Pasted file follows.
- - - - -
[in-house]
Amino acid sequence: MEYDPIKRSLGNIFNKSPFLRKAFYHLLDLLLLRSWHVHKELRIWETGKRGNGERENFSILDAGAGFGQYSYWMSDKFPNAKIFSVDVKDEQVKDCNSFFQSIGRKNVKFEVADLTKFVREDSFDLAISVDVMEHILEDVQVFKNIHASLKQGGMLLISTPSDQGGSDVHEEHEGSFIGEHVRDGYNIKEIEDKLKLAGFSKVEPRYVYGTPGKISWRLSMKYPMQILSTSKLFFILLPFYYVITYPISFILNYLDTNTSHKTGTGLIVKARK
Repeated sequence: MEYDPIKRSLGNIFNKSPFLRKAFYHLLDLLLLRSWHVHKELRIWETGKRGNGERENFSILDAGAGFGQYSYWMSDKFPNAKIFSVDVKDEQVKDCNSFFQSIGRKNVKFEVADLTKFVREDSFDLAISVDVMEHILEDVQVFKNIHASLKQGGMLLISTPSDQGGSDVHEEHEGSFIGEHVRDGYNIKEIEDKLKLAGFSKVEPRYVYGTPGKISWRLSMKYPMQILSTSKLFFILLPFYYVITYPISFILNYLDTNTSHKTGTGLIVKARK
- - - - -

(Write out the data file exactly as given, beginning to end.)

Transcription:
[in-house]
Amino acid sequence: MEYDPIKRSLGNIFNKSPFLRKAFYHLLDLLLLRSWHVHKELRIWETGKRGNGERENFSILDAGAGFGQYSYWMSDKFPNAKIFSVDVKDEQVKDCNSFFQSIGRKNVKFEVADLTKFVREDSFDLAISVDVMEHILEDVQVFKNIHASLKQGGMLLISTPSDQGGSDVHEEHEGSFIGEHVRDGYNIKEIEDKLKLAGFSKVEPRYVYGTPGKISWRLSMKYPMQILSTSKLFFILLPFYYVITYPISFILNYLDTNTSHKTGTGLIVKARK
Repeated sequence: MEYDPIKRSLGNIFNKSPFLRKAFYHLLDLLLLRSWHVHKELRIWETGKRGNGERENFSILDAGAGFGQYSYWMSDKFPNAKIFSVDVKDEQVKDCNSFFQSIGRKNVKFEVADLTKFVREDSFDLAISVDVMEHILEDVQVFKNIHASLKQGGMLLISTPSDQGGSDVHEEHEGSFIGEHVRDGYNIKEIEDKLKLAGFSKVEPRYVYGTPGKISWRLSMKYPMQILSTSKLFFILLPFYYVITYPISFILNYLDTNTSHKTGTGLIVKARK